A trip to the geyser only requires about 30 minutes but we made our stop longer by exploring some of the surrounding landscape. My favorite part of this stop was actually the mountain behind the geyser. There was a path to climb to the top where we found blooming lupine, stacked rocks, and some beautiful aerial views. I’m absolutely in love with the contrast between the red, clay-like soil and the purple flowering lupine:



The view on the other side of the mountain was spectacular. I can’t imagine how beautiful it will be later in the summer when more of the grass at the bottom has turned green.


On the hike to the top, there were several little geothermal areas. It was unclear whether any of these pools of water ever erupt, but with less people surrounding them it was easier to peer in and see the different colors and formations.


Gullfoss Waterfall

Gullfoss is one of Iceland’s most-visited waterfalls and we could see why – you can get close to and have 360 degree views of this powerful waterfall. You can walk along a path at ground-level or go higher and get a view from the top. The waterfall is right off of the road, so you don’t need extra time to hike there as is sometimes the case with other waterfalls.


I didn’t love Gullfoss – it was crowded, the water wasn’t very beautiful, and it lacked the delicate beauty of a lot of the other waterfalls in Iceland. It’s one of those places that I think everyone has to see (including myself), but it was my least favorite spot on the Golden Circle and so we cut the visit short and didn’t end up walking the stairs to the top of the nearby hill to catch the 360 views. While not my favorite waterfall of the trip, it’s power is something to witness.


If you walk the path that goes right to the first drop in the waterfall, be sure to go equipped with waterproof gear. This waterfall is powerful and you will get quite wet on the walk down there.

Kerið Crater Lake 

Kerið Crater was one of the most beautiful sites on our entire trip. It is believed that Kerið was once a cone volcano that errupted and emptied its magma reserve, causing the weight of the cone to cave in. The water is not the result of rain, but it actually in line with the water table and is quite shallow. While Kerið Crater could easily be a quick stop on your Golden Circle trip, it really deserves much more time. We saw a tour bus stop here for 5 minutes and couldn’t help but feel like everyone on the tour failed to really experience Kerið Crater. We took more than 100 pictures here because we couldn’t believe how beautiful it was. You can walk along a path at the top of the crater as well as down below at the water level. Both perspectives are fantastic. The view from above:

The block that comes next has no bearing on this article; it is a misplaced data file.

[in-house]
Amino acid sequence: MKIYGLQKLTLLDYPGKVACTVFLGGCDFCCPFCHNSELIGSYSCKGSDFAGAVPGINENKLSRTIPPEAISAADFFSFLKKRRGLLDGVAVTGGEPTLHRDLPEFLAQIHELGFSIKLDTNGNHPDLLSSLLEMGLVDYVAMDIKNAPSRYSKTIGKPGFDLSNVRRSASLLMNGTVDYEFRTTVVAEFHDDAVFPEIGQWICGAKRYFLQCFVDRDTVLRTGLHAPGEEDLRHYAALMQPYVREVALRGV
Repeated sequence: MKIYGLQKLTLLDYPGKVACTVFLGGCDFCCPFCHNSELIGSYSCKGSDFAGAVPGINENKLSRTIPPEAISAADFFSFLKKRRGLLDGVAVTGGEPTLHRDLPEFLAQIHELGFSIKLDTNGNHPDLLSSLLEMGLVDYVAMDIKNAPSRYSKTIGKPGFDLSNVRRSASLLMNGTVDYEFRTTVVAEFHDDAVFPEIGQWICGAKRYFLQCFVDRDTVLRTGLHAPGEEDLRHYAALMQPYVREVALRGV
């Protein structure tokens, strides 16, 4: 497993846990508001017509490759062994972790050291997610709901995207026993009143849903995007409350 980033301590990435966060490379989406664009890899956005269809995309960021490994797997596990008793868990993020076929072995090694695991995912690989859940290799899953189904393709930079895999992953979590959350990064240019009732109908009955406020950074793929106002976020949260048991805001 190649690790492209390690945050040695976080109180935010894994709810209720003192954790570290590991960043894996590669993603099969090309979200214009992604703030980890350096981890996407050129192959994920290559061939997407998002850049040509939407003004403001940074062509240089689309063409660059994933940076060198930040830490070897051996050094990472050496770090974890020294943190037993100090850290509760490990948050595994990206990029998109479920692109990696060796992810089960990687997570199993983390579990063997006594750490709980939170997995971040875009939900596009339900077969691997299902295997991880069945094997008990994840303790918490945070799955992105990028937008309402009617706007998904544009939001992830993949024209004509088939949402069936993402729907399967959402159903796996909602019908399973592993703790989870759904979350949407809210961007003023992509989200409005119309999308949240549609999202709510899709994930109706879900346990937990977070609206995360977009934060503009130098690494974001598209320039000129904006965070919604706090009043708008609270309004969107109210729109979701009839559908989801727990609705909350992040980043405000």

View from below:


It was hard not to snap a bunch of pictures of this place trying to catch the best angle. It was really windy at the top on the day we went and Henry thought it would be funny to pretend we were falling into the crater…until he almost did when we snapped this picture. Don’t make your pictures this realistic when you visit…


Most people who visit Kerið Crater focus 100% of their attention on the crater, but the view from the top is so much more than the inside of the crater (though that aqua-blue water at the bottom is mesmerizing!). Beyond the cater there are fields of trees, mountains, and farms in the distance that combined are breathtaking. A lot of the trees in Iceland are younger and more vibrant than the trees I’m used to in the States. I just love all of these shades of green.


There is a small fee that we had to pay to visit Kerið Crater, but credit cards or cash are accepted. It was well worth the 400 ISK per person fee.

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We didn’t have time to visit all of the places along the Golden Circle route. Planning your day will definitely involve sacrafices. There was no way we could have added something else in this day. As it was, we spent 11 hours exploring before ending the day for dinner. It’s easy to keep going during the summer because the daylight never ended. As a result, we were totally wiped out by the end of the day. However, if we could have had more than 24 hours in the day, we would have added Bruarfoss to our list. Unlocking Kiki has a pretty convincing post on this beautiful waterfall.